I liked it. I did find it interesting that the guys are kind of more
self-deprecating than they are critical of anyone else in the band. Perhaps
itís an English thing? I also enjoyed some of the ďread between the linesĒ
Well, while heís never negatively criticized in the book, there are sort of
off color comments by various band members about how Peter [Gabriel] could
be easily distracted, as an example. Heís painted a bit like a very dominant
figure that didnít stay focused on any one project too long without being
lured in another directionÖ but in a polite and respectful way.
To me, it makes total sense though. I mean, anyone Iíve ever met who is as
creative as Peter is Ė theyíre usually, like, flyiní. The ideas just seem to
come so fastÖ those ideas that get captured and grabbed on to become
brilliance. People who are like that, theyíre flyiní all the time.
How did you hook up with Steve Cropper and Felix Cavaliere for the Nudge
It Up A Notch album?
CT: We all
live in Nashville. Felix has called me for several things. Steve knows my
playing as well. The beauty of Nashville is that itís this really small
place, but you have this density of musicians there. They know stuff Iíve
done and fortunately they like it.
The bass player is a good friend of mine, so it was a pretty good fit. There
has been talk of doing something else, but so far nothing has happened and
thereís not been any touring or anything like that with it.
new projects on the horizon that we can look forward to? Itís always
difficult to research new projects youíve done on the Internet because of
the organ player Chester Thompson, who is also a big session player.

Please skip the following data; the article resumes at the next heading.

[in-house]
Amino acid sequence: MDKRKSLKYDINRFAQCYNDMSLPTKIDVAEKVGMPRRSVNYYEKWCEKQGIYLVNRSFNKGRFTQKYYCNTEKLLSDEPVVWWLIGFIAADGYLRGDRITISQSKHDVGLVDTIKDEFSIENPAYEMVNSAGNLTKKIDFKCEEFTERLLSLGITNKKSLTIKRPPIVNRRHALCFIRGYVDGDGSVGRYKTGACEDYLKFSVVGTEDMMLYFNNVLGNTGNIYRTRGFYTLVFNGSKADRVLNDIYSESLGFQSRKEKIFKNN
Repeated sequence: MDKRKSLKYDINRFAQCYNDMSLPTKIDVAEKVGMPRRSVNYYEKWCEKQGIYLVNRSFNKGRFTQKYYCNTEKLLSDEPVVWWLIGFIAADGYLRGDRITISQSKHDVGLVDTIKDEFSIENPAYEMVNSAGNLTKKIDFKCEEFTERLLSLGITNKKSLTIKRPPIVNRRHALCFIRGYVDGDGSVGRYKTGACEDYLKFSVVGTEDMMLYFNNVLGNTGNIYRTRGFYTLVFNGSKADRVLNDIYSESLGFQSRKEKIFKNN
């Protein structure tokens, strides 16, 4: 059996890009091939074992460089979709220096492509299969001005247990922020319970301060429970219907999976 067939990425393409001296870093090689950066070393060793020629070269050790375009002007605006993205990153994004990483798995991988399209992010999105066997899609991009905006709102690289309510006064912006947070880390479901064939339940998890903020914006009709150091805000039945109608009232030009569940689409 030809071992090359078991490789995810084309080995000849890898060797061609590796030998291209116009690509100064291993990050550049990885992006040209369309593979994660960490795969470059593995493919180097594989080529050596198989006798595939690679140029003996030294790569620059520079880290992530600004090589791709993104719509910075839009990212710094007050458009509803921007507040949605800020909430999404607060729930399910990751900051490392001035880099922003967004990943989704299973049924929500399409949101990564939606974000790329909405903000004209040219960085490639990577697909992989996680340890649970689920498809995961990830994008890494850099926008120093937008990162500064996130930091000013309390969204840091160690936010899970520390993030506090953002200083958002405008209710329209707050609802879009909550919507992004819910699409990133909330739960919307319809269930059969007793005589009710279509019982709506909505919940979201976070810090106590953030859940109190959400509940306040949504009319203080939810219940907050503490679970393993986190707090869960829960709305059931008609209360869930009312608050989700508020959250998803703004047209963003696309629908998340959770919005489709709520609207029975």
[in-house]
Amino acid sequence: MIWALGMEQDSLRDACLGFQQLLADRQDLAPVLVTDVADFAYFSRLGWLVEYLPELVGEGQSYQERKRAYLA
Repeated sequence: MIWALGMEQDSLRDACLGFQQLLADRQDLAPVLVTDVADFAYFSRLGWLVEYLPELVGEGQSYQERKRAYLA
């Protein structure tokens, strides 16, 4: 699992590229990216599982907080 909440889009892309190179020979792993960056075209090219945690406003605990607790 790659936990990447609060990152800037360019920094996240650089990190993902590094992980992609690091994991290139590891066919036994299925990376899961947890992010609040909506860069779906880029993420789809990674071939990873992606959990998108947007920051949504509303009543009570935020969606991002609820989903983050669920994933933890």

WOG: What are your
thoughts on improvisational playing when touring versus playing an
instrument exactly as it sounds on the album?
CT: Well, I
think it depends on what you are there for. In the case of Genesis, they are
there to recreate something the fans have embraced and expect to hear. My
impression of it is that out of respect to their fans, they try to give an
audience that thing they have come forÖ which means, it needs to sound like
the album. The way I deal with it, most of the time that I have been with
them, is that I keep a practice kit back stage, and before the show Ė Iíll
spend maybe half an hour or forty minutes, playing anything and everything I
want to play. Sometimes pretty exotic stuff, sometimes pretty technical
things, but it gets me in a place where Ė once we start the show Ė I donít
feel like Iím missing anything.
I feel like my job is to focus and play that lick, and itís still never
exactly the same two nights in a row. Iím sure youíve seen enough live
shows to know that. When I do my own stuff, itís never the same way twice,
and when I played with Weather Report, they never wanted it the same way
twice. That would be the last thing they ever wanted, actually. So, it depends. In
this case, I look at it like Iím playing an arrangement. If Iíve got a big
band gig and I have an arrangement, I play that arrangement. Thatís how I
approach the Genesis stuff. They are arrangements.
(Laughs) Thatís true! You know, years ago we threatened that we were going
to do an album together at some point. We both worked with Santana together
at one point. Between his schedule and mine, itís never happened though.
Heís a fantastic [Hammond] B-3 player, oh man! ÖEspecially with the bass and
the whole deal. Heís amazing at that stuffÖ which is what I grew up doing,
so weíve even talked about doing some of that. Although, if and when that
ever happens, I have no idea.
Iíve been doing so many sessions these days. If you donít have a big budget
for an album, most people end up putting things out themselves. There is a
bass player called Bernhard Lackner that I got to play on some tracks with
[for the album In Between], which was really fun. Itís a really good
project! He just kind of put it out on his own. There is a piano player in
Nashville named Tim McDonald who was originally from New York. He did kind
of a jazz trio thing and, man, that was really fun, but again, his is on a
small label. He sent me some final mixes, but I donít know where they are
being distributed. Of course, if youíre not doing big pop singles these
days, it hard to get major label attention.